GRAINS-U.S. soybean prices drop more than 2 pct to 7-mth low

Emily Chow

* Soybean prices extend losses into seventh session

* Corn, wheat also down around 2 pct (Adds comment, detail)

KUALA LUMPUR, May 6 (Reuters) - Chicago soybean futures on Monday dropped to their lowest in over seven months, extending declines into a seventh session amid expectations that a lack of U.S. corn planting due to delays in rain could fuel a shift to more soybean acreage.

The market's focus was also on the intensifying trade dispute between Washington and Beijing, with U.S. President Donald Trump announcing on Sunday that he would hike U.S. tariffs on $200 billion worth of Chinese goods this week.

The most active soybean futures on the Chicago Board of Trade were down 1.9 percent at $8.26-1/4 a bushel, their lowest since Sept. 19. and on track for a seventh straight session of losses.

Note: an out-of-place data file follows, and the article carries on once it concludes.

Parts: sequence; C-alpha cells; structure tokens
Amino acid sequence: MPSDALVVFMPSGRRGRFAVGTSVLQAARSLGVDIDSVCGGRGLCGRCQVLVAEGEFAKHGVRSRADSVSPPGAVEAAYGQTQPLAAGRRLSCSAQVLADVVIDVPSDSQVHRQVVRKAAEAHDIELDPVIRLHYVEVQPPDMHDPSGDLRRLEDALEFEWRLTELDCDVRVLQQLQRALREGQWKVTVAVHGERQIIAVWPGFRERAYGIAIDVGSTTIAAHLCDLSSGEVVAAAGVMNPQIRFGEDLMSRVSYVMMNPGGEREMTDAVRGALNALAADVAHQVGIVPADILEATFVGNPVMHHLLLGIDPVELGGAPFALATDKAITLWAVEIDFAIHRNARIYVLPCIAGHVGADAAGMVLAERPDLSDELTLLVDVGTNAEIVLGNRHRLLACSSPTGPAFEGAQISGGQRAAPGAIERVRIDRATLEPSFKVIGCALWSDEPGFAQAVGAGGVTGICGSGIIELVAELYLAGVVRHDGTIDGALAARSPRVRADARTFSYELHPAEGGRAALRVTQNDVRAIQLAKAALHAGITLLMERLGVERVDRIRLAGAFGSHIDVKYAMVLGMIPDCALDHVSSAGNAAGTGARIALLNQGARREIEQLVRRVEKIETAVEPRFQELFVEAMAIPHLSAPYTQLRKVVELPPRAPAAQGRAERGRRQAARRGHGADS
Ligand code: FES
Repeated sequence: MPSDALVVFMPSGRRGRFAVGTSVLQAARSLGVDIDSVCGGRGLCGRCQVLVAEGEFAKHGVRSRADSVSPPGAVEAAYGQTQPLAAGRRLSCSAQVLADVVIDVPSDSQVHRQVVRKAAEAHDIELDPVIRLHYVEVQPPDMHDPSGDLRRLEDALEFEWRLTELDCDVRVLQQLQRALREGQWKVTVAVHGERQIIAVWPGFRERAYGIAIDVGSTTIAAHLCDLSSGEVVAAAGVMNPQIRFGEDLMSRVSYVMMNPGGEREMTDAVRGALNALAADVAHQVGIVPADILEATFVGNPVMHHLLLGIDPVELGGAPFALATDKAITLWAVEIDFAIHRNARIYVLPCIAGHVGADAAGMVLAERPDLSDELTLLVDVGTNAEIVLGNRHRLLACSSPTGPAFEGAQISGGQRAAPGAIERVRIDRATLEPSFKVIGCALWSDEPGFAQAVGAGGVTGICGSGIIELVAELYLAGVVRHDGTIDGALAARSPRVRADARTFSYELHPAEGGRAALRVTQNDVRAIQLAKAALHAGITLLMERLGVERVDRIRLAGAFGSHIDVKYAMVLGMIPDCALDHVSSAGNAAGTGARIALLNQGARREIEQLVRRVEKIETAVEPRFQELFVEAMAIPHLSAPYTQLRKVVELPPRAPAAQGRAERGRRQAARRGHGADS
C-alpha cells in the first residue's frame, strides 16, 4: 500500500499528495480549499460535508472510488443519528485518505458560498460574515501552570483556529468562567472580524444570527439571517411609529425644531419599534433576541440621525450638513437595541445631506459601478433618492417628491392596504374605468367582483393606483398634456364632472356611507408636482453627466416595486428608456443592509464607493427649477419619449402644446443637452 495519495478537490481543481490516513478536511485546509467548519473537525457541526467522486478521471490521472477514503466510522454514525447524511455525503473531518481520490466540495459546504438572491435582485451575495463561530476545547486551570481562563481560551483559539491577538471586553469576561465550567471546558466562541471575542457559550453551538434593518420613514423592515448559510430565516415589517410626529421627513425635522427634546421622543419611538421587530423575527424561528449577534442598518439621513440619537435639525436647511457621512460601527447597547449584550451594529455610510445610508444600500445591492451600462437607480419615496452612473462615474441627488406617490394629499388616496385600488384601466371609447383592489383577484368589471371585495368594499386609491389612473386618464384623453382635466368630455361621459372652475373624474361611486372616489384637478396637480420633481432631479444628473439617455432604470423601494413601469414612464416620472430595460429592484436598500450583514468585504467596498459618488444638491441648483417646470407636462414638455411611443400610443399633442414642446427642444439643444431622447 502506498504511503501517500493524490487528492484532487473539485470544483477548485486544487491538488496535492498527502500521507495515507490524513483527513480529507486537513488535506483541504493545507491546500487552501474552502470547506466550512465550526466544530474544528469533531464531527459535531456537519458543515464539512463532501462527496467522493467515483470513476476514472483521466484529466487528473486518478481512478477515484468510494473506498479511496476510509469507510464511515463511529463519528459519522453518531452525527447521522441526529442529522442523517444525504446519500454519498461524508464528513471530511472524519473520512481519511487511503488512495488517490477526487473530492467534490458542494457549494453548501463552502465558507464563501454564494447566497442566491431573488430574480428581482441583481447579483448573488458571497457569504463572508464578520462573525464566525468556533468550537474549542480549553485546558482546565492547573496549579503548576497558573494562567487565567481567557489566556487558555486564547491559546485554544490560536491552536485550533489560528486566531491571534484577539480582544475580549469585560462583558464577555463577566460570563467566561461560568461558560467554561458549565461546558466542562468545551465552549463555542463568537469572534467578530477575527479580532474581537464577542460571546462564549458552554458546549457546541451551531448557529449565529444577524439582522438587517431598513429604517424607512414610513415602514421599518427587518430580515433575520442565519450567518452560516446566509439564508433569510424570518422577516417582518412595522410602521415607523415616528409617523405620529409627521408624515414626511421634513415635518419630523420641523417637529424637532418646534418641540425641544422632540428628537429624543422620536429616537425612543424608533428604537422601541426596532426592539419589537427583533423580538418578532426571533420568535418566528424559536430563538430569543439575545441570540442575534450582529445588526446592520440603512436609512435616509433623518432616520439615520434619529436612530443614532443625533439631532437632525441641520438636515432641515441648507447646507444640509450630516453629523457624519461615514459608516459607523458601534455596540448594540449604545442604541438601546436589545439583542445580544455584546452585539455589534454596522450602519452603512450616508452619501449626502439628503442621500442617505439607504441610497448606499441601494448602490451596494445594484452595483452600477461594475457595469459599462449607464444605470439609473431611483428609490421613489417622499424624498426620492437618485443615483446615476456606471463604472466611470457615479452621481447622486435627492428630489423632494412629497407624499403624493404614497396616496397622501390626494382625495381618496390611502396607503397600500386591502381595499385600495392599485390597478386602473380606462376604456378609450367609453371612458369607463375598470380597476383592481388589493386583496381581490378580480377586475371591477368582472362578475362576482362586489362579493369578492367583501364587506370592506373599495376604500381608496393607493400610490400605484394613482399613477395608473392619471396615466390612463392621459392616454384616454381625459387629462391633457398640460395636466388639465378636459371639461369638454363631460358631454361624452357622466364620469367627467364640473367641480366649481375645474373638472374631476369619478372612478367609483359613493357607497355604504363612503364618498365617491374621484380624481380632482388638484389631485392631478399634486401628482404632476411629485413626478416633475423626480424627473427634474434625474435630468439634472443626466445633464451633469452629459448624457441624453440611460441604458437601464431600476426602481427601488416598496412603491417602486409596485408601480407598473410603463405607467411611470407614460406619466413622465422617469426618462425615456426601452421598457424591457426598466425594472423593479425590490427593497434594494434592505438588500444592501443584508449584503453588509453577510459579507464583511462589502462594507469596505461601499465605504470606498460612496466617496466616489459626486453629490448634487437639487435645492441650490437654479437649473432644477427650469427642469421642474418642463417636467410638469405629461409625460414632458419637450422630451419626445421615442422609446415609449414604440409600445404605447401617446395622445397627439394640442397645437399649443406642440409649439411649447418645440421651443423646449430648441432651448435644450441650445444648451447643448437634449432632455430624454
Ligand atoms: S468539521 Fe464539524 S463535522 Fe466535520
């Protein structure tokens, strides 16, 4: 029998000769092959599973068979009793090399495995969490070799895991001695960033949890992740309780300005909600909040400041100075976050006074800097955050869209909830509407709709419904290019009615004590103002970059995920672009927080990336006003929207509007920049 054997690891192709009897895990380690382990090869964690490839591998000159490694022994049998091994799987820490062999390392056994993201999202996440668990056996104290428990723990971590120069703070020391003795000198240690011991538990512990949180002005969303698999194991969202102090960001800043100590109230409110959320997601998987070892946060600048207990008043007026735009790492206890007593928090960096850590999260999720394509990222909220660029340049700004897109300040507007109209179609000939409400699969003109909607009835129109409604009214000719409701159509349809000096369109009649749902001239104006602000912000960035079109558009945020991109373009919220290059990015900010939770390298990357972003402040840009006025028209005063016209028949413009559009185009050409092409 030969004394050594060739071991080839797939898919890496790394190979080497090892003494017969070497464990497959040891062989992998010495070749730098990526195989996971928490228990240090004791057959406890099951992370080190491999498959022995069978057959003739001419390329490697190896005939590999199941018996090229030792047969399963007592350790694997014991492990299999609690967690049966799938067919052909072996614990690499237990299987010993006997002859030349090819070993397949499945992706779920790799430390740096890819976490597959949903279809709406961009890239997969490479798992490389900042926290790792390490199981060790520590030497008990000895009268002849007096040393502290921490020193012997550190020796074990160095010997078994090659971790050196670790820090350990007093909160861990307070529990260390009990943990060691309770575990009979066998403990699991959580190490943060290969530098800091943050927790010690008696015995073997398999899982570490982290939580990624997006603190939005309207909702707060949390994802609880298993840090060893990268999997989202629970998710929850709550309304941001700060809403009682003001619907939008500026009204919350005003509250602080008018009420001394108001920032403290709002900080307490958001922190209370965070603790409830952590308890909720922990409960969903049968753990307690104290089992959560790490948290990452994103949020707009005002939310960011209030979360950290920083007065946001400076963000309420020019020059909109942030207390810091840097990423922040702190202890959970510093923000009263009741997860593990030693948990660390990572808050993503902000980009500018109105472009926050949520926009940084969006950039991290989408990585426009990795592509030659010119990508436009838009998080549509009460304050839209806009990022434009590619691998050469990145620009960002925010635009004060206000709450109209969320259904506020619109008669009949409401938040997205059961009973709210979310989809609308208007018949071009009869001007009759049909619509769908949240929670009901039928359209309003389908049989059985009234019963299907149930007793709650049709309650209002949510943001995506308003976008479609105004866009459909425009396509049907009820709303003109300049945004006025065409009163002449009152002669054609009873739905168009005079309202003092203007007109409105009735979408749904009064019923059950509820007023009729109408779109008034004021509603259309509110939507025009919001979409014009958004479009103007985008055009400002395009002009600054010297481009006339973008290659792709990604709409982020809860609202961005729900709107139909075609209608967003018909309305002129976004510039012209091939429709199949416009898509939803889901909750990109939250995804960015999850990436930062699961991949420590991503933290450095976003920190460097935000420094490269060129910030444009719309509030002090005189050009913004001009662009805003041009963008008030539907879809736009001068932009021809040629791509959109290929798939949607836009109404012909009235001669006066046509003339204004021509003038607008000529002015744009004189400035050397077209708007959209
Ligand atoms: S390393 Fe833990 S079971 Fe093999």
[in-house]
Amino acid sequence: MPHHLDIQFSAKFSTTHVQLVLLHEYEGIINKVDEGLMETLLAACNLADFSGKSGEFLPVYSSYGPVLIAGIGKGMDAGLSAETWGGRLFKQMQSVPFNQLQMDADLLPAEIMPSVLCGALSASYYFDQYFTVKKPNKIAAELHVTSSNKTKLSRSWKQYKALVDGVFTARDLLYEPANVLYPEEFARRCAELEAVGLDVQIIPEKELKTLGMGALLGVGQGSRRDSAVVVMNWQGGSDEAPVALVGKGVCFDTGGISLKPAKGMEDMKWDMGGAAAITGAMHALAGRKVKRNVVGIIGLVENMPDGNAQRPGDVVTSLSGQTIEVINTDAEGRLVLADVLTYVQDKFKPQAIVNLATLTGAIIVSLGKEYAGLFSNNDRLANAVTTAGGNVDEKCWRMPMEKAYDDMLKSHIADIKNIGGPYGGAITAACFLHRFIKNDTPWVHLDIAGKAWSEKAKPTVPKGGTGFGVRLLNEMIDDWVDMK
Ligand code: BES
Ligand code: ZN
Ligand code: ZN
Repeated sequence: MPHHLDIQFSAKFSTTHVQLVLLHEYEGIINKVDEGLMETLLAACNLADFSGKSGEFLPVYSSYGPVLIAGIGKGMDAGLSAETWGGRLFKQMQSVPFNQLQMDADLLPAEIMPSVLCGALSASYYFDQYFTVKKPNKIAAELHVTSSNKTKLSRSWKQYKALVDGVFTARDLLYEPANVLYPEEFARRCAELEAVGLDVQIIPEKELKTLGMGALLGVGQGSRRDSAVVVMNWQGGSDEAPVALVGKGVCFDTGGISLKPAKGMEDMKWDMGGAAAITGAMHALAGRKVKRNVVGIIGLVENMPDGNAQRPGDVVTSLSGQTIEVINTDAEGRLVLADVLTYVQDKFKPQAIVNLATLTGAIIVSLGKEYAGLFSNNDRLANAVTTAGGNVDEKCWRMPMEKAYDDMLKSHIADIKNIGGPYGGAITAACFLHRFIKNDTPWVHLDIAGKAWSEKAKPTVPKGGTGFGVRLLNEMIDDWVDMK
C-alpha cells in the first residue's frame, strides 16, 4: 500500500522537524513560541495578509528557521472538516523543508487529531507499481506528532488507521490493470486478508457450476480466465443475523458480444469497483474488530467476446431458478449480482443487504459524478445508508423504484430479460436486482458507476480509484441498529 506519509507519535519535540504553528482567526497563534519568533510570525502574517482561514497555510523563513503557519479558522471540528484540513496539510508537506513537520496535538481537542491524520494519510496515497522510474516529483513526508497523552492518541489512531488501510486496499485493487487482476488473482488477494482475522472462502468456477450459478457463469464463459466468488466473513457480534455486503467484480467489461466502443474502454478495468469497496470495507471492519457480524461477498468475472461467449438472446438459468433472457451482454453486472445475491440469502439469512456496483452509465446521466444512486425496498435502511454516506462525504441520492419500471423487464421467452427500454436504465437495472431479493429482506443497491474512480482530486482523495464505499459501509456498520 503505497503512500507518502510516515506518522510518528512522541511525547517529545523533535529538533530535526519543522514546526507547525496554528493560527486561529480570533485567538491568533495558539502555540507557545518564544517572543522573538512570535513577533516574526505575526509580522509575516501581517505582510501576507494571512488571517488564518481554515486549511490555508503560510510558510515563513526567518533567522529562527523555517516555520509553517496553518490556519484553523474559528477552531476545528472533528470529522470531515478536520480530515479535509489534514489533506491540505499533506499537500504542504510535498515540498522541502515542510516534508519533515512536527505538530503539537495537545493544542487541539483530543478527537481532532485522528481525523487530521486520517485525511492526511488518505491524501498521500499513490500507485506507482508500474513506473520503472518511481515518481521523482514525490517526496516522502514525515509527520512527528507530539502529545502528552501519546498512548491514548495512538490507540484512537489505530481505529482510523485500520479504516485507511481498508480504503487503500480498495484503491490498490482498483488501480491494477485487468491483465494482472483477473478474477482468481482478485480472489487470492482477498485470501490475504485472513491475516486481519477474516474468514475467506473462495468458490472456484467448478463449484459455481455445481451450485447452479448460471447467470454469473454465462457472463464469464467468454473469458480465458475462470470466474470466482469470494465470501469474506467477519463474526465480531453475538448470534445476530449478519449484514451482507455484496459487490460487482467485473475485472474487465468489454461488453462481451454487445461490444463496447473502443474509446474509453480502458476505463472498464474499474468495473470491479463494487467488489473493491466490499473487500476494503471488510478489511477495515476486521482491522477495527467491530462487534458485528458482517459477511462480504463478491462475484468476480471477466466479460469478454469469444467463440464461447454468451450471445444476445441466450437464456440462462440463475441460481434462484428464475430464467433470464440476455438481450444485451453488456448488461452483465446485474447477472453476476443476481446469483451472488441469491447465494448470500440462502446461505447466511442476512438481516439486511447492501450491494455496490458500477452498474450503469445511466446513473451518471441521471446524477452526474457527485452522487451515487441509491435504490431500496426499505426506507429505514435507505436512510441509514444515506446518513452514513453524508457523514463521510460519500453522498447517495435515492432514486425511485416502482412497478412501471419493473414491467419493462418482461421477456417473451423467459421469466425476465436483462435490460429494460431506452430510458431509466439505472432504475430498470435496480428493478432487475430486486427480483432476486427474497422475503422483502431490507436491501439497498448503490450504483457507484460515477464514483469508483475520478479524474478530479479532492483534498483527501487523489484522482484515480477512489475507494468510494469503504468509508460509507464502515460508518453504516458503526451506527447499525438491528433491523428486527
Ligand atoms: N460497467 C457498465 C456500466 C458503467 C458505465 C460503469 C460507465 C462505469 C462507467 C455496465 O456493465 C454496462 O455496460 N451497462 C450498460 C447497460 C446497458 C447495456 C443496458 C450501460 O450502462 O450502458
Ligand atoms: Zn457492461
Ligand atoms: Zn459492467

The most active corn futures also dropped, declining 2.6 percent to an over one-week low of $3.61-1/4 a bushel.

Corn looked set to snap a rally that had earlier seen eight consecutive sessions of gains on the back of concerns over possible yield declines due to excessive rains and flooding this spring.

"The market's (view on) corn is that last week's news on flooding plains was overblown," said Phin Ziebell, an agribusiness economist at National Australia Bank.

He added that while Trump's comments on hiking U.S. tariffs on Chinese goods were a catalyst for declines in soy prices, "the supply fundamentals are pretty strong".

Soy shed nearly 3 percent last week amid higher U.S. production and slowing demand in top buyer China.

The U.S. Department of Agriculture (USDA) reported last week that a net 336,929 tonnes of U.S. soybeans were sold for export, below trade estimates for at least 400,000 tonnes. Sales of soymeal also fell short of expectations.

Meanwhile, the most active wheat futures also fell 1.7 percent on Monday to a three-session low of $4.30-1/2 a bushel.

More rain is expected around the U.S. Midwest this week, which is likely to keep many farmers sidelined instead of planting corn.

(Reporting by Emily Chow; Editing by Joseph Radford)